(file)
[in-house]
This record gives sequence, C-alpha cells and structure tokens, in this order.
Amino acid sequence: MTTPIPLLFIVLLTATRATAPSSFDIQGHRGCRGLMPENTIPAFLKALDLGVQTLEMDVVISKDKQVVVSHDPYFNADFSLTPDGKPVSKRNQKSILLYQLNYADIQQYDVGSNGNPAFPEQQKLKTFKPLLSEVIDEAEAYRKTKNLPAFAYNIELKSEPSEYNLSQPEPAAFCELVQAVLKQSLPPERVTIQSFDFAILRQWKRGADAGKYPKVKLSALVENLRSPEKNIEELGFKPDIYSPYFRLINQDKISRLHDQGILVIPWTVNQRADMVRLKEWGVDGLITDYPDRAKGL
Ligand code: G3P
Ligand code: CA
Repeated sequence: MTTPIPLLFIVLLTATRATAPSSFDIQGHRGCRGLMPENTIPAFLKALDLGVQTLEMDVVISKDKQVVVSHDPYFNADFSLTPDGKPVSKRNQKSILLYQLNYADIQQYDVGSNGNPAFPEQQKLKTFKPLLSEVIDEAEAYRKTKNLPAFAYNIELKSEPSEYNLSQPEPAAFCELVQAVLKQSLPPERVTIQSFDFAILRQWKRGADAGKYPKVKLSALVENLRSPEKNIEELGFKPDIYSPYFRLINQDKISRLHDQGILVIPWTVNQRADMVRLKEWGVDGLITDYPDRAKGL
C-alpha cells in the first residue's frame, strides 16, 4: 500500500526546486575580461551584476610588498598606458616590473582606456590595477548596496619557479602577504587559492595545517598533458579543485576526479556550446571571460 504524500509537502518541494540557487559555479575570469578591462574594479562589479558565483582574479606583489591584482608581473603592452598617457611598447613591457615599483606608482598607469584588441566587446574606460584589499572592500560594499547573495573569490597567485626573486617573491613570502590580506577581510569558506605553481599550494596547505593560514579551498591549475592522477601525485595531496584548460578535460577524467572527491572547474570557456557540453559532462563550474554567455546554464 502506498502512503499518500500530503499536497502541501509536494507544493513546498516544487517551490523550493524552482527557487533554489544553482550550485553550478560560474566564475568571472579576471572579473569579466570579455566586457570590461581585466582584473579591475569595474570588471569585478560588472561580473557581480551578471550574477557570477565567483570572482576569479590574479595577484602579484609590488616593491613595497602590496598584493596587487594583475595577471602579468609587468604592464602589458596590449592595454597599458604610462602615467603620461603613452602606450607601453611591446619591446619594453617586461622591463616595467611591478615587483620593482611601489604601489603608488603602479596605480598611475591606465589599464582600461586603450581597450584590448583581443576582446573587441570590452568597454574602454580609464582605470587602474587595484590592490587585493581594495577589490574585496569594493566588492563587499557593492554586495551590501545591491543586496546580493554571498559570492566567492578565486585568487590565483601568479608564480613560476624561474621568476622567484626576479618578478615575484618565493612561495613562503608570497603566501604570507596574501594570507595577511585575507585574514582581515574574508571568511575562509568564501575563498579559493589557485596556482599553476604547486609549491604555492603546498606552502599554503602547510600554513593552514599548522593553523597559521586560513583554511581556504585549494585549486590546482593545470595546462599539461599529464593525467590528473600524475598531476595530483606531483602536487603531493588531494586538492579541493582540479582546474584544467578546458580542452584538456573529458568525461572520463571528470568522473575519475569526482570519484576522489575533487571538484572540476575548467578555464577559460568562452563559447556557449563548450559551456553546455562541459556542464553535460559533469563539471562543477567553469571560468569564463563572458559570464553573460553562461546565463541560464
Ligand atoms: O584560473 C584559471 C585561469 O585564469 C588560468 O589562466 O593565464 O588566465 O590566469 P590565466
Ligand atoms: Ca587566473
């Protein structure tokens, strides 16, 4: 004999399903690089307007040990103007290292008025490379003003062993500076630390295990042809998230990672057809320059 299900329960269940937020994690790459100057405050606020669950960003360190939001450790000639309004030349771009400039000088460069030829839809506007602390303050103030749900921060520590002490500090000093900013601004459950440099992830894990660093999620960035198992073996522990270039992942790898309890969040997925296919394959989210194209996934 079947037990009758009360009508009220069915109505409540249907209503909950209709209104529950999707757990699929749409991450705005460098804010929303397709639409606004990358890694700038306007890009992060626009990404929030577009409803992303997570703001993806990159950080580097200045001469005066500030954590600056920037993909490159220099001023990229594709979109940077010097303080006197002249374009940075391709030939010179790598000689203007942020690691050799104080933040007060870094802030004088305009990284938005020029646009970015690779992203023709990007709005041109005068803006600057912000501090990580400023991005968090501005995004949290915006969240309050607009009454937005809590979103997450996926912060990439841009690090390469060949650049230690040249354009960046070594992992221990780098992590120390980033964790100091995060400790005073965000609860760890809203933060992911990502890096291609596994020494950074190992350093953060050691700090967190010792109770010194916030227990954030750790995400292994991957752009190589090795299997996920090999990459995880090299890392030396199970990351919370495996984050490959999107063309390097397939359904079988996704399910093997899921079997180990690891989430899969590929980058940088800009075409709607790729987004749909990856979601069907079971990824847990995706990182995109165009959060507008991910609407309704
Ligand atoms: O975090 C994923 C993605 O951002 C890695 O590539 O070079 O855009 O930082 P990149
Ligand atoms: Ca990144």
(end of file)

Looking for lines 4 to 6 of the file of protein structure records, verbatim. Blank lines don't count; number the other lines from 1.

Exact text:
Ligand code: G3P
Ligand code: CA
Repeated sequence: MTTPIPLLFIVLLTATRATAPSSFDIQGHRGCRGLMPENTIPAFLKALDLGVQTLEMDVVISKDKQVVVSHDPYFNADFSLTPDGKPVSKRNQKSILLYQLNYADIQQYDVGSNGNPAFPEQQKLKTFKPLLSEVIDEAEAYRKTKNLPAFAYNIELKSEPSEYNLSQPEPAAFCELVQAVLKQSLPPERVTIQSFDFAILRQWKRGADAGKYPKVKLSALVENLRSPEKNIEELGFKPDIYSPYFRLINQDKISRLHDQGILVIPWTVNQRADMVRLKEWGVDGLITDYPDRAKGL